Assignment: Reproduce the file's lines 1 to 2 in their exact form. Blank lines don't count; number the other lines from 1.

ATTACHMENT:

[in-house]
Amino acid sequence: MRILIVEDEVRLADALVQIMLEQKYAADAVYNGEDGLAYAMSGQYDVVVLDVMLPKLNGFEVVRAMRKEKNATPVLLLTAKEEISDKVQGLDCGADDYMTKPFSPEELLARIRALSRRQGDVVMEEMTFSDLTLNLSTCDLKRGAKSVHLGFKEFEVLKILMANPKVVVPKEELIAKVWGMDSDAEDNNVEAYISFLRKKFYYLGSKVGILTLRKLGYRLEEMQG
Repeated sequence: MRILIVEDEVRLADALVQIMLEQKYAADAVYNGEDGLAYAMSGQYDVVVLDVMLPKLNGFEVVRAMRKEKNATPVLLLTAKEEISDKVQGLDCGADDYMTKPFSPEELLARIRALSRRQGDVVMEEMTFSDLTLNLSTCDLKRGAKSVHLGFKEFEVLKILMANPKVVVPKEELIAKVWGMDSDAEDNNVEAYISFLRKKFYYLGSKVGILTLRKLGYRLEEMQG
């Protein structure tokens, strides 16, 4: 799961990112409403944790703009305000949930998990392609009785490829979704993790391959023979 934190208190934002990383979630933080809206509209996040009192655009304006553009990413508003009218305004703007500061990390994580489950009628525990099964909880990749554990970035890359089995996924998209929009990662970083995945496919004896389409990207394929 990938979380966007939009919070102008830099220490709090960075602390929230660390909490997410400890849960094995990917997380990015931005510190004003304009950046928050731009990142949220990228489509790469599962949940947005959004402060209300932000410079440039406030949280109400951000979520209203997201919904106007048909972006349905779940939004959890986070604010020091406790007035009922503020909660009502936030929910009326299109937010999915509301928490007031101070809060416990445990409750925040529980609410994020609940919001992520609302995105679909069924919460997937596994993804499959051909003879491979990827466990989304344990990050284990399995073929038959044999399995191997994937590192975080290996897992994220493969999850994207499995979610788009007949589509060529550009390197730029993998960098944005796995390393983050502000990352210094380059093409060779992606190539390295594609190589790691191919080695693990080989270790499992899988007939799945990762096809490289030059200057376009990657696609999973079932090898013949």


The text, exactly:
[in-house]
Amino acid sequence: MRILIVEDEVRLADALVQIMLEQKYAADAVYNGEDGLAYAMSGQYDVVVLDVMLPKLNGFEVVRAMRKEKNATPVLLLTAKEEISDKVQGLDCGADDYMTKPFSPEELLARIRALSRRQGDVVMEEMTFSDLTLNLSTCDLKRGAKSVHLGFKEFEVLKILMANPKVVVPKEELIAKVWGMDSDAEDNNVEAYISFLRKKFYYLGSKVGILTLRKLGYRLEEMQG